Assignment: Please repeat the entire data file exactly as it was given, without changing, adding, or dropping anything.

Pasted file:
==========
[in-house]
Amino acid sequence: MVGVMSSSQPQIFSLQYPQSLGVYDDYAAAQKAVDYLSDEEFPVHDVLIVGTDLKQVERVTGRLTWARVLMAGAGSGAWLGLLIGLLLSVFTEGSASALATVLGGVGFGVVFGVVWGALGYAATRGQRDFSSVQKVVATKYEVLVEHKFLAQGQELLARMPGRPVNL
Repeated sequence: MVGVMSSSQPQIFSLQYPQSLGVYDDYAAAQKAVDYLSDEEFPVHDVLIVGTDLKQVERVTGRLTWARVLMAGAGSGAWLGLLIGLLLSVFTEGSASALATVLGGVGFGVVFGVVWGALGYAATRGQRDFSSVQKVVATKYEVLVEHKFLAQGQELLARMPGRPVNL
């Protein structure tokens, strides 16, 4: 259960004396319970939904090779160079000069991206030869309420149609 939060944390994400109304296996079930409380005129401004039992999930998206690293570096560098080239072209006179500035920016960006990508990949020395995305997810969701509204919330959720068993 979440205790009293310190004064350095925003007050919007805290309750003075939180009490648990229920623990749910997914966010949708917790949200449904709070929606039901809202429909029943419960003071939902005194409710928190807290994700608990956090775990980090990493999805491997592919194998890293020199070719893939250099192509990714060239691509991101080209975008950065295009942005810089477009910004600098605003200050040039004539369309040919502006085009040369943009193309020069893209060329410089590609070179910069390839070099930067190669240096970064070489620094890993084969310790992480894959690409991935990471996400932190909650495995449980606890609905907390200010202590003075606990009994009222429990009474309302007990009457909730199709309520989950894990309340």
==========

[in-house]
Amino acid sequence: MVGVMSSSQPQIFSLQYPQSLGVYDDYAAAQKAVDYLSDEEFPVHDVLIVGTDLKQVERVTGRLTWARVLMAGAGSGAWLGLLIGLLLSVFTEGSASALATVLGGVGFGVVFGVVWGALGYAATRGQRDFSSVQKVVATKYEVLVEHKFLAQGQELLARMPGRPVNL
Repeated sequence: MVGVMSSSQPQIFSLQYPQSLGVYDDYAAAQKAVDYLSDEEFPVHDVLIVGTDLKQVERVTGRLTWARVLMAGAGSGAWLGLLIGLLLSVFTEGSASALATVLGGVGFGVVFGVVWGALGYAATRGQRDFSSVQKVVATKYEVLVEHKFLAQGQELLARMPGRPVNL
């Protein structure tokens, strides 16, 4: 259960004396319970939904090779160079000069991206030869309420149609 939060944390994400109304296996079930409380005129401004039992999930998206690293570096560098080239072209006179500035920016960006990508990949020395995305997810969701509204919330959720068993 979440205790009293310190004064350095925003007050919007805290309750003075939180009490648990229920623990749910997914966010949708917790949200449904709070929606039901809202429909029943419960003071939902005194409710928190807290994700608990956090775990980090990493999805491997592919194998890293020199070719893939250099192509990714060239691509991101080209975008950065295009942005810089477009910004600098605003200050040039004539369309040919502006085009040369943009193309020069893209060329410089590609070179910069390839070099930067190669240096970064070489620094890993084969310790992480894959690409991935990471996400932190909650495995449980606890609905907390200010202590003075606990009994009222429990009474309302007990009457909730199709309520989950894990309340």